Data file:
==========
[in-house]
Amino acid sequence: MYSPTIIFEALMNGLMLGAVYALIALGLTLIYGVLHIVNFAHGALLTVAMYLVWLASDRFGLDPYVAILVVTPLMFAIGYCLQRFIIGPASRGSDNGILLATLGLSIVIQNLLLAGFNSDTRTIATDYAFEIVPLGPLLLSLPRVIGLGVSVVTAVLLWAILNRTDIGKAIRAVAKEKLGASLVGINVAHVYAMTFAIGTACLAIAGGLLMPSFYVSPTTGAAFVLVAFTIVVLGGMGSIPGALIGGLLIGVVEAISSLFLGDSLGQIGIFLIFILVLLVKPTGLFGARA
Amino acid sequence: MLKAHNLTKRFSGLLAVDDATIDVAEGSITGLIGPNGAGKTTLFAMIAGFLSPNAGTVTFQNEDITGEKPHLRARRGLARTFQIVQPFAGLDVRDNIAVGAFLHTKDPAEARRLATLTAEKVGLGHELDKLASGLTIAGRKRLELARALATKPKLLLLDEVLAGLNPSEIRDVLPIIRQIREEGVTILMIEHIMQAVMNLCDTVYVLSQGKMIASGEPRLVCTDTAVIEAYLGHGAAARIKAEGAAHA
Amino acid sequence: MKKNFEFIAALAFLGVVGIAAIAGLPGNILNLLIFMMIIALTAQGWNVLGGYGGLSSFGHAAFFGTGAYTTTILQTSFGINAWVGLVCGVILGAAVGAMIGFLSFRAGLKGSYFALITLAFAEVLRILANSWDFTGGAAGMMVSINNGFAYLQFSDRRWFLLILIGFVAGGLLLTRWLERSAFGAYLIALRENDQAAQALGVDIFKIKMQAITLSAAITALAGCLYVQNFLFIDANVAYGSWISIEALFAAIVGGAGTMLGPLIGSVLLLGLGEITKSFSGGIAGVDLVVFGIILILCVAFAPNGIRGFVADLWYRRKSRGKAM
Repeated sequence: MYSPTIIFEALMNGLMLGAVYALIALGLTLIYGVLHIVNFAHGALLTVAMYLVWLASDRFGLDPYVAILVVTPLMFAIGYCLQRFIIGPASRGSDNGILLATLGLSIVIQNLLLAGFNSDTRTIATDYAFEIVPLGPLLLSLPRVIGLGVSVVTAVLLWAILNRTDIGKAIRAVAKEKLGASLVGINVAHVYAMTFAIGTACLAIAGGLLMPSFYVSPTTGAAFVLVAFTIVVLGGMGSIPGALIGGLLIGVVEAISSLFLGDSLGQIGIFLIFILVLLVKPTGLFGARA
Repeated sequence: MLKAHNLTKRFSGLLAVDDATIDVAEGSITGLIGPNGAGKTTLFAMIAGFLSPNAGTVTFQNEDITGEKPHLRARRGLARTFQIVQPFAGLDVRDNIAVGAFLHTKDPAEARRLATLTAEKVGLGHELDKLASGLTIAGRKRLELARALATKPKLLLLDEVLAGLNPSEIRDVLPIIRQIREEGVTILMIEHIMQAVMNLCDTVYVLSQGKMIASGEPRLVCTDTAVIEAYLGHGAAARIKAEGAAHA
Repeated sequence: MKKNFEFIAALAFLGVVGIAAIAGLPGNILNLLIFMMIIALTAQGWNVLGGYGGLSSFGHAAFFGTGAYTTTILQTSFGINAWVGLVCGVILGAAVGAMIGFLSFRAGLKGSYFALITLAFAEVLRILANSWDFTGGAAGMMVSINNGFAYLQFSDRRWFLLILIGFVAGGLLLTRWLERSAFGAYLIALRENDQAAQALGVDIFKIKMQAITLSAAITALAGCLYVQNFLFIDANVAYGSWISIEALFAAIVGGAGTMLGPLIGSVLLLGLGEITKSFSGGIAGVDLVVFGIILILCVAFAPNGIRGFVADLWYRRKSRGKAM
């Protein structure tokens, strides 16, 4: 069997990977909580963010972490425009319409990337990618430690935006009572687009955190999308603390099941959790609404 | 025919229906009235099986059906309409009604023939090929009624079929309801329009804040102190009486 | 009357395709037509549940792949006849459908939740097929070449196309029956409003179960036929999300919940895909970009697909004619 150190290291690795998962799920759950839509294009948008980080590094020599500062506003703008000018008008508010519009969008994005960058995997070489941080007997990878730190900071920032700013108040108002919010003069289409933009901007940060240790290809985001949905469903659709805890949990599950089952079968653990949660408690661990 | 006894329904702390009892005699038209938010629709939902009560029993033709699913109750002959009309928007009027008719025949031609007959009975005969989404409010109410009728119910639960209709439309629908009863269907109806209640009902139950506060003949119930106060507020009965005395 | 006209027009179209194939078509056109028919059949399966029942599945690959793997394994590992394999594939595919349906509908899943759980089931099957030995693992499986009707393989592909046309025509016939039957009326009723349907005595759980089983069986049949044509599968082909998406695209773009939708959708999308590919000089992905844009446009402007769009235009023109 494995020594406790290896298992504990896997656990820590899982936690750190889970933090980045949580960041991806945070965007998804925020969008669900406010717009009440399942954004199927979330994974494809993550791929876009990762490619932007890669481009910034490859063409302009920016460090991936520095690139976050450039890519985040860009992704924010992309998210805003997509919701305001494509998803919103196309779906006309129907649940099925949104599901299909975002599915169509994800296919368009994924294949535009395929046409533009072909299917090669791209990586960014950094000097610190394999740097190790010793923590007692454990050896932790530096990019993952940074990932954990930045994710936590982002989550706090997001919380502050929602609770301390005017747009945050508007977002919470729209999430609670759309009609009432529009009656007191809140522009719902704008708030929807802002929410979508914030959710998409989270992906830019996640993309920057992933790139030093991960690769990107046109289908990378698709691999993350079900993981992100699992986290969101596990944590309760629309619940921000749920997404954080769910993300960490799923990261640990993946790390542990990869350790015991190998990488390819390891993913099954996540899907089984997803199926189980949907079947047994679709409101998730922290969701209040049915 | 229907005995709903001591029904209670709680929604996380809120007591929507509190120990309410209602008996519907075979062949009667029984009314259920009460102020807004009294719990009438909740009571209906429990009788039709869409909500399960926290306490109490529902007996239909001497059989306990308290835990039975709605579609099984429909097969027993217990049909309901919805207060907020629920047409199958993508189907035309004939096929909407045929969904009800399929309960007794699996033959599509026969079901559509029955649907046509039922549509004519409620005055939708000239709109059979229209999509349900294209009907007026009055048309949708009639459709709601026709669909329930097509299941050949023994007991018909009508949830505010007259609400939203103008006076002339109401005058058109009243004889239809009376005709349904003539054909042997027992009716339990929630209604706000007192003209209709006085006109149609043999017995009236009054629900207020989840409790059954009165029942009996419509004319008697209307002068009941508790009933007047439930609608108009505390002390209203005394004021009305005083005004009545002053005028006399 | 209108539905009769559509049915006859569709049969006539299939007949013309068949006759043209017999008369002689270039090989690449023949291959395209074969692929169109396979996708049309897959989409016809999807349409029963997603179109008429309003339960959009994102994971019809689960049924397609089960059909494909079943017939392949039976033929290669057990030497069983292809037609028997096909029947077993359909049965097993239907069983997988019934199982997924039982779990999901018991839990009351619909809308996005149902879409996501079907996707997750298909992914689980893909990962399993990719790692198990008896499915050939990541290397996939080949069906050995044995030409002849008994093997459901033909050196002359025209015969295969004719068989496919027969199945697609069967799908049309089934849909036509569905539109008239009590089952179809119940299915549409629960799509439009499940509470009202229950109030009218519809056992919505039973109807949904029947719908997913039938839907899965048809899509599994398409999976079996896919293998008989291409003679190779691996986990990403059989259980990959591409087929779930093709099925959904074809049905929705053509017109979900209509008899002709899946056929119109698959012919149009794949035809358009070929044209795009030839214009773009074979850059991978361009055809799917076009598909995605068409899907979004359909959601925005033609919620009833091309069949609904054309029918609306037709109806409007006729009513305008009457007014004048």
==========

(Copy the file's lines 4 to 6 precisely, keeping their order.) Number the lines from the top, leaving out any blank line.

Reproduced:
Amino acid sequence: MKKNFEFIAALAFLGVVGIAAIAGLPGNILNLLIFMMIIALTAQGWNVLGGYGGLSSFGHAAFFGTGAYTTTILQTSFGINAWVGLVCGVILGAAVGAMIGFLSFRAGLKGSYFALITLAFAEVLRILANSWDFTGGAAGMMVSINNGFAYLQFSDRRWFLLILIGFVAGGLLLTRWLERSAFGAYLIALRENDQAAQALGVDIFKIKMQAITLSAAITALAGCLYVQNFLFIDANVAYGSWISIEALFAAIVGGAGTMLGPLIGSVLLLGLGEITKSFSGGIAGVDLVVFGIILILCVAFAPNGIRGFVADLWYRRKSRGKAM
Repeated sequence: MYSPTIIFEALMNGLMLGAVYALIALGLTLIYGVLHIVNFAHGALLTVAMYLVWLASDRFGLDPYVAILVVTPLMFAIGYCLQRFIIGPASRGSDNGILLATLGLSIVIQNLLLAGFNSDTRTIATDYAFEIVPLGPLLLSLPRVIGLGVSVVTAVLLWAILNRTDIGKAIRAVAKEKLGASLVGINVAHVYAMTFAIGTACLAIAGGLLMPSFYVSPTTGAAFVLVAFTIVVLGGMGSIPGALIGGLLIGVVEAISSLFLGDSLGQIGIFLIFILVLLVKPTGLFGARA
Repeated sequence: MLKAHNLTKRFSGLLAVDDATIDVAEGSITGLIGPNGAGKTTLFAMIAGFLSPNAGTVTFQNEDITGEKPHLRARRGLARTFQIVQPFAGLDVRDNIAVGAFLHTKDPAEARRLATLTAEKVGLGHELDKLASGLTIAGRKRLELARALATKPKLLLLDEVLAGLNPSEIRDVLPIIRQIREEGVTILMIEHIMQAVMNLCDTVYVLSQGKMIASGEPRLVCTDTAVIEAYLGHGAAARIKAEGAAHA